By Nik Peachey

15 May 2017 - 21:04

'I prepare a large overview of the book I’d like to create, then split it into smaller sections.' Image (c) jarmoluk, licensed under CC0 and adapted from the original.
'I prepare a large overview of the book I’d like to create, then split it into smaller sections.' Image ©

jarmoluk, licensed under CC0 and adapted from the original.

In his second article in a series on self-publishing, author and digital publishing specialist Nik Peachey explains how to get on with the task of writing and structuring a book.

Getting started

Once the euphoria from raising the funds to write your book wears off, you are left with the task of actually producing it. Working alone on this can be a daunting task.

When you crowd-source funding through platforms like Indiegogo and Kickstarter, they usually give you a completion deadline by which you should honour your commitment to your backers and deliver the finished product. When I raised the funds for my book, this deadline was three months. It ended up taking 18 months. Here’s what went wrong, and what I learned as a result.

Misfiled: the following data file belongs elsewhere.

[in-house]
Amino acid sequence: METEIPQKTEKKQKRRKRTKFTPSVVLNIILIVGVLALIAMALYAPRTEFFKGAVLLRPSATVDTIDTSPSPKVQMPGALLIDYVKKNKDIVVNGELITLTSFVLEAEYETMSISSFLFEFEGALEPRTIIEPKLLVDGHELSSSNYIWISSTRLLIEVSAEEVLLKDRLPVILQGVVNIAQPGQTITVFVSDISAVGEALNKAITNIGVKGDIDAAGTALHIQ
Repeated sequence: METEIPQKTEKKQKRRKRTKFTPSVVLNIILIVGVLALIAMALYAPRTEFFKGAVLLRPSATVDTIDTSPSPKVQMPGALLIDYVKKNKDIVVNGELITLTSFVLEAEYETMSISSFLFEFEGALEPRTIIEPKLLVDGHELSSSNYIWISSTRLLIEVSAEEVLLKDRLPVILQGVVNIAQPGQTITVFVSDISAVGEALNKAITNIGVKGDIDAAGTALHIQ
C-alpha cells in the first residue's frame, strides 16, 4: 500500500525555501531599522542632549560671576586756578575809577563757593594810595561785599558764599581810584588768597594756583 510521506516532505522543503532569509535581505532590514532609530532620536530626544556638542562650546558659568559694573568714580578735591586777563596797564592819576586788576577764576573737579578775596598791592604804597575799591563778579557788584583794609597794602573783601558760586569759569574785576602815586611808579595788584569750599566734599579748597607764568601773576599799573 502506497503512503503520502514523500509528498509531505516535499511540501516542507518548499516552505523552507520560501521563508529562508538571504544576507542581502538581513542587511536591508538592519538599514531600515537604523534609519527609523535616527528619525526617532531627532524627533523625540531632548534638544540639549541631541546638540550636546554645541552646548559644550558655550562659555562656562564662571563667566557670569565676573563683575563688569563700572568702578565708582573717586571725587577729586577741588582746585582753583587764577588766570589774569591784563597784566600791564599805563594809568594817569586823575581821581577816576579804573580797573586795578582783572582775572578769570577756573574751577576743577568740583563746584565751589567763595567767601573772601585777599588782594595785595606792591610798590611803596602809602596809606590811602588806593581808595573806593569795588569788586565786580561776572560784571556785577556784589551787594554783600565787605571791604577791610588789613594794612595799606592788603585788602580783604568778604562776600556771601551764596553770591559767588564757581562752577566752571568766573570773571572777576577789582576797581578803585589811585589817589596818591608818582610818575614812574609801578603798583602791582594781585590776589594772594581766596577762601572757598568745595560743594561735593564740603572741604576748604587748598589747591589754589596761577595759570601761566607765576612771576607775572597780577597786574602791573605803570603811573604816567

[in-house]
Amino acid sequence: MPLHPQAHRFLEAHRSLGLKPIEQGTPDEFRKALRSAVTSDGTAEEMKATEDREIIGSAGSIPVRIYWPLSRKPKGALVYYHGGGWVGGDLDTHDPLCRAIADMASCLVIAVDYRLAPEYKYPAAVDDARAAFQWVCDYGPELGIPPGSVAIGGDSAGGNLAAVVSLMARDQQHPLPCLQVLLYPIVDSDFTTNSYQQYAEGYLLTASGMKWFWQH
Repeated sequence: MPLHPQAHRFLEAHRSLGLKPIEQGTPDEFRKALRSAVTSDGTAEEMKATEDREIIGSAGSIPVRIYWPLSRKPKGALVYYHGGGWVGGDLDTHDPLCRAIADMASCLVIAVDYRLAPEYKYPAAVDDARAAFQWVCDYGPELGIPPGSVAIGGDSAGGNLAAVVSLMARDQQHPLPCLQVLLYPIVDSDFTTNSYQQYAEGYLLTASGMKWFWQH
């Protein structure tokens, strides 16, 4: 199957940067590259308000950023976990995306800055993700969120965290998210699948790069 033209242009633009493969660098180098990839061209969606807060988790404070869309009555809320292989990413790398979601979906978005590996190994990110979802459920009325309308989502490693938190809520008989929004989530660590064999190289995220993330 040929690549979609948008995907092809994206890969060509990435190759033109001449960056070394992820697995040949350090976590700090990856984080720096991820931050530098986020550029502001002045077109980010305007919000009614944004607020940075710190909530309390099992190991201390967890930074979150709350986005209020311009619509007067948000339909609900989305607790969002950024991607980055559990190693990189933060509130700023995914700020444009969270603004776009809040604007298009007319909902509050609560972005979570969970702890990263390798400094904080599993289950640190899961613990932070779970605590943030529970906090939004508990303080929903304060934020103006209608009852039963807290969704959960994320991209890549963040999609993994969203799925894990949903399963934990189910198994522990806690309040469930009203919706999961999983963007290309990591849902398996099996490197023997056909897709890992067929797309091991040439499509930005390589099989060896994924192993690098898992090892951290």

Find out what your readers want

Before I wrote my book I decided to crowd-source its content. That doesn’t mean that I got others to write it, although a few people contributed small sections as part of the fund-raising campaign.

Instead, I asked teachers what they wanted or expected to see in the book. To do this, I used a great tool called Tricider, and created a questionnaire that I circulated through various teacher networks on social media. Here you can see the results of my questionnaire.

Take suggestions on board, but be selective

There were lots of great suggestions, so I took them all and built the chapter structure around them. This turned out to be a big mistake. I tried to include everything, which was part of the reason why the book took 18 months and ended up over 400 pages long, with 27 video tutorials and more than 300 images.